Lindeman Player Piano
By Larry Fisher
|> Last year I rebuilt a 1911 65/88 note Lindeman player piano and have|
> been having trouble with it ever since. I've re-leathered valves, re-covered
> pneumatics..the works. It's leaking air like a sieve
> and I couldn't find out where if my life depended on it.
[Les Smith has some great points regarding this. Here's a few more angles.]
Ok Jason, I've had the same experience on many myself. It's enough to make you quit rebuilding players. I too have started re-leathering the valves and it sure opens a new can of worms when you do. I don't know your particulars about the player type you've got but try this and see if it fits.
First of all, I want to say that I've started resealing all my players with shellac. The inside of every pneumatic, bellows, control pneumatic, valve chest, port, etc. gets a coat or two of shellac. As the wood ages it becomes more porous. Shellac can be applied easily and it dries really fast. I then coat the outside of the bellows and control pneumatics with a coat of flat black. Anyway, on with the post here.
Assuming all else has been tested, eliminated and tried........
Separate the top assembly, spool box, tracker, motor, etc, from the valve chest.
Remove the valve cover exposing all the valves. Remove the pneumatic rails from the valve chest. Tape the screw holes left by the screws that used to be holding the pneumatic rails on to the chest. Put the valve cover back on using a minimum of screws. If you haven't already, convert all them screws to phillips heads and use a small electric screwdriver to do all that screwing around. You should now have a valve chest, no upper assembly, no pneumatics, ready to put back in the piano. Attach the main hose(s) plug the motor hose and put tempo to zero. Plug the source for the tracker (if it has one) vacuum. Use masking tape to plug all the holes that go to the tracker bar. Now pump. Still spongy or leaky I'll bet. Use a piece of tubing as a stethoscope and listen to each valve outlet or the ports that go to the pneumatics. You'll probably hear some leaky ones. Trial and error is all I've been able to use from here on to fix each individual valve. Mostly I've found leaky seals around the metal valve seat even when I've used PVCE glue. To clarify, I'm referring to the outer rim where the two screws are that hold the "toilet seat" valve seat to the chest. (if it has this type) Other times I've found debris on the valve leather, or simply a valve out of adjustment. After nailing all the leaky ones in the closed position, remove the masking tape ( a section at a time) from the holes that you covered up going to the tracker bar and find all the ones that leak in the on position. As you fix each leaky valve, the pumping will get easier and easier. Towards the end of your task, reattach the pneumatic rails and pump gently and take note on which valves seat last as you first apply vaccuum. With the pneumatics attached you'll have a visual indication of which ones are slow to seal. Fixing them last will complete the job to the point where a gentle push on one pedal will seal all the valves in one stroke. Re-assemble and enjoy!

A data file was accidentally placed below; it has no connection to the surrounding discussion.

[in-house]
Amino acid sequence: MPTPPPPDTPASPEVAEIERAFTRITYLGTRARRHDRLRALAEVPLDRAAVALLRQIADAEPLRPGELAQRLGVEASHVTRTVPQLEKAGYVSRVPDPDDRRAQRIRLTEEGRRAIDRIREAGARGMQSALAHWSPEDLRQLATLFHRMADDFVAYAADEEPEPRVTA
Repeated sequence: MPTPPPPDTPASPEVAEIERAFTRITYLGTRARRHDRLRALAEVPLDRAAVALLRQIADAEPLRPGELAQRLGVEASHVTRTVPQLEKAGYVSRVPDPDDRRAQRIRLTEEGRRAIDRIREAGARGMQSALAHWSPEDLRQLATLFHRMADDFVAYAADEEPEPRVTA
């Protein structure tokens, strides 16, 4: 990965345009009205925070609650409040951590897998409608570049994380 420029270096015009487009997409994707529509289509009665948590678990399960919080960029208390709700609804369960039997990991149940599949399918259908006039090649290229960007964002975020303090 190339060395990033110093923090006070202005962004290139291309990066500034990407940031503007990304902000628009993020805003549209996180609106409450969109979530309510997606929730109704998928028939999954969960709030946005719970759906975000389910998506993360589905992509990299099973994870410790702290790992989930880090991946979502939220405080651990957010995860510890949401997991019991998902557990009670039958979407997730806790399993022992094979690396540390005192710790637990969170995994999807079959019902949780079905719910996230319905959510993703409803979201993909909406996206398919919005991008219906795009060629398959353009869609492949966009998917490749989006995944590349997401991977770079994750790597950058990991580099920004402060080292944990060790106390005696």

I hope this helps. Good luck and may you have lots of patience!! The last time I did this particular mentioned operation from fully assembled to fully reassembled took about 4 hours.
Larry Fisher, Metro Portland, Or.
Factory Preferred Installer for PianoDisc Products
phone 360-256-2999 or Email firstname.lastname@example.org
live life with variety and stare adversity in the eye!
(Message sent Thu 7 Dec 1995, 03:48:39 GMT, from time zone GMT-0800.)